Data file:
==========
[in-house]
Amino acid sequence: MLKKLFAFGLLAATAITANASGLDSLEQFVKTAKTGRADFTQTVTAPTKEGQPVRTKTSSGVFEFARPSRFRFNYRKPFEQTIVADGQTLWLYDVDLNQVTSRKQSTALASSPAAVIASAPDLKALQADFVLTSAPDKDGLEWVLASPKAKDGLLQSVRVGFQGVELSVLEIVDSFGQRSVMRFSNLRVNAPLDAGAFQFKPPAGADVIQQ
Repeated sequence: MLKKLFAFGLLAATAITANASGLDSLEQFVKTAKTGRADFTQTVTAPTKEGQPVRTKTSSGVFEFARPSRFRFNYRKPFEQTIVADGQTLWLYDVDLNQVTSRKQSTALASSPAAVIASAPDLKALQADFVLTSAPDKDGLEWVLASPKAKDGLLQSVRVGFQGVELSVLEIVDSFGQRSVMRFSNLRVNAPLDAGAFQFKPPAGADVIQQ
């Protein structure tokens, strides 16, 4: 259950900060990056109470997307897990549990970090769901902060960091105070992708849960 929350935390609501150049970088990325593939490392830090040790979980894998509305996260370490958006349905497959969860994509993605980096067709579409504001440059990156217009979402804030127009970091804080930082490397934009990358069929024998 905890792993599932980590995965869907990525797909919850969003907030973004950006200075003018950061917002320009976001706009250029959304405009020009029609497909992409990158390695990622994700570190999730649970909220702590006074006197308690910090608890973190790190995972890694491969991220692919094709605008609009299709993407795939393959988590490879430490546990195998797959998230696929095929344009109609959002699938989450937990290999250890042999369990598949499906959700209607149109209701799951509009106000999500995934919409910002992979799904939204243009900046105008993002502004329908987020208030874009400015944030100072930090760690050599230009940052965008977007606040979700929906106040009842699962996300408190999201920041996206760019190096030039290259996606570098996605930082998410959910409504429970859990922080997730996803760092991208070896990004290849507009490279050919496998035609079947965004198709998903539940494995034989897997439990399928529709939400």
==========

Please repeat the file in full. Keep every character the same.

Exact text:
[in-house]
Amino acid sequence: MLKKLFAFGLLAATAITANASGLDSLEQFVKTAKTGRADFTQTVTAPTKEGQPVRTKTSSGVFEFARPSRFRFNYRKPFEQTIVADGQTLWLYDVDLNQVTSRKQSTALASSPAAVIASAPDLKALQADFVLTSAPDKDGLEWVLASPKAKDGLLQSVRVGFQGVELSVLEIVDSFGQRSVMRFSNLRVNAPLDAGAFQFKPPAGADVIQQ
Repeated sequence: MLKKLFAFGLLAATAITANASGLDSLEQFVKTAKTGRADFTQTVTAPTKEGQPVRTKTSSGVFEFARPSRFRFNYRKPFEQTIVADGQTLWLYDVDLNQVTSRKQSTALASSPAAVIASAPDLKALQADFVLTSAPDKDGLEWVLASPKAKDGLLQSVRVGFQGVELSVLEIVDSFGQRSVMRFSNLRVNAPLDAGAFQFKPPAGADVIQQ
């Protein structure tokens, strides 16, 4: 259950900060990056109470997307897990549990970090769901902060960091105070992708849960 929350935390609501150049970088990325593939490392830090040790979980894998509305996260370490958006349905497959969860994509993605980096067709579409504001440059990156217009979402804030127009970091804080930082490397934009990358069929024998 905890792993599932980590995965869907990525797909919850969003907030973004950006200075003018950061917002320009976001706009250029959304405009020009029609497909992409990158390695990622994700570190999730649970909220702590006074006197308690910090608890973190790190995972890694491969991220692919094709605008609009299709993407795939393959988590490879430490546990195998797959998230696929095929344009109609959002699938989450937990290999250890042999369990598949499906959700209607149109209701799951509009106000999500995934919409910002992979799904939204243009900046105008993002502004329908987020208030874009400015944030100072930090760690050599230009940052965008977007606040979700929906106040009842699962996300408190999201920041996206760019190096030039290259996606570098996605930082998410959910409504429970859990922080997730996803760092991208070896990004290849507009490279050919496998035609079947965004198709998903539940494995034989897997439990399928529709939400």